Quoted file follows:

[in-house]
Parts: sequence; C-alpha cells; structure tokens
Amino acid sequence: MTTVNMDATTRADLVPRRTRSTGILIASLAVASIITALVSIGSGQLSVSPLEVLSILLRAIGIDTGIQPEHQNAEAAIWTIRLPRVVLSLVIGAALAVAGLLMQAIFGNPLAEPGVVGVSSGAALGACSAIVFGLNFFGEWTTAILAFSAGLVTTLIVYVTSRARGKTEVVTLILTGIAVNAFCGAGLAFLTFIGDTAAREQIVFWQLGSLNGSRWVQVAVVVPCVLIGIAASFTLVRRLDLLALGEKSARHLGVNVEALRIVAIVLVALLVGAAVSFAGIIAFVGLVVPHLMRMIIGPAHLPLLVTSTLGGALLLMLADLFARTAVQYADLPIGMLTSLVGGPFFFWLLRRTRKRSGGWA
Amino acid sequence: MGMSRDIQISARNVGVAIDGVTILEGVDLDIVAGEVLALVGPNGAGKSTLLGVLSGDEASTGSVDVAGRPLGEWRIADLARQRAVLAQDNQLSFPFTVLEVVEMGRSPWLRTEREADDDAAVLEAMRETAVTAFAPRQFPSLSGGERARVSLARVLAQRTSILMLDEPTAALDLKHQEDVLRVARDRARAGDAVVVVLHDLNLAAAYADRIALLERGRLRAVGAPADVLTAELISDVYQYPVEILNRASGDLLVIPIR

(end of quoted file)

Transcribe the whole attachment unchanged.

[in-house]
Parts: sequence; C-alpha cells; structure tokens
Amino acid sequence: MTTVNMDATTRADLVPRRTRSTGILIASLAVASIITALVSIGSGQLSVSPLEVLSILLRAIGIDTGIQPEHQNAEAAIWTIRLPRVVLSLVIGAALAVAGLLMQAIFGNPLAEPGVVGVSSGAALGACSAIVFGLNFFGEWTTAILAFSAGLVTTLIVYVTSRARGKTEVVTLILTGIAVNAFCGAGLAFLTFIGDTAAREQIVFWQLGSLNGSRWVQVAVVVPCVLIGIAASFTLVRRLDLLALGEKSARHLGVNVEALRIVAIVLVALLVGAAVSFAGIIAFVGLVVPHLMRMIIGPAHLPLLVTSTLGGALLLMLADLFARTAVQYADLPIGMLTSLVGGPFFFWLLRRTRKRSGGWA
Amino acid sequence: MGMSRDIQISARNVGVAIDGVTILEGVDLDIVAGEVLALVGPNGAGKSTLLGVLSGDEASTGSVDVAGRPLGEWRIADLARQRAVLAQDNQLSFPFTVLEVVEMGRSPWLRTEREADDDAAVLEAMRETAVTAFAPRQFPSLSGGERARVSLARVLAQRTSILMLDEPTAALDLKHQEDVLRVARDRARAGDAVVVVLHDLNLAAAYADRIALLERGRLRAVGAPADVLTAELISDVYQYPVEILNRASGDLLVIPIR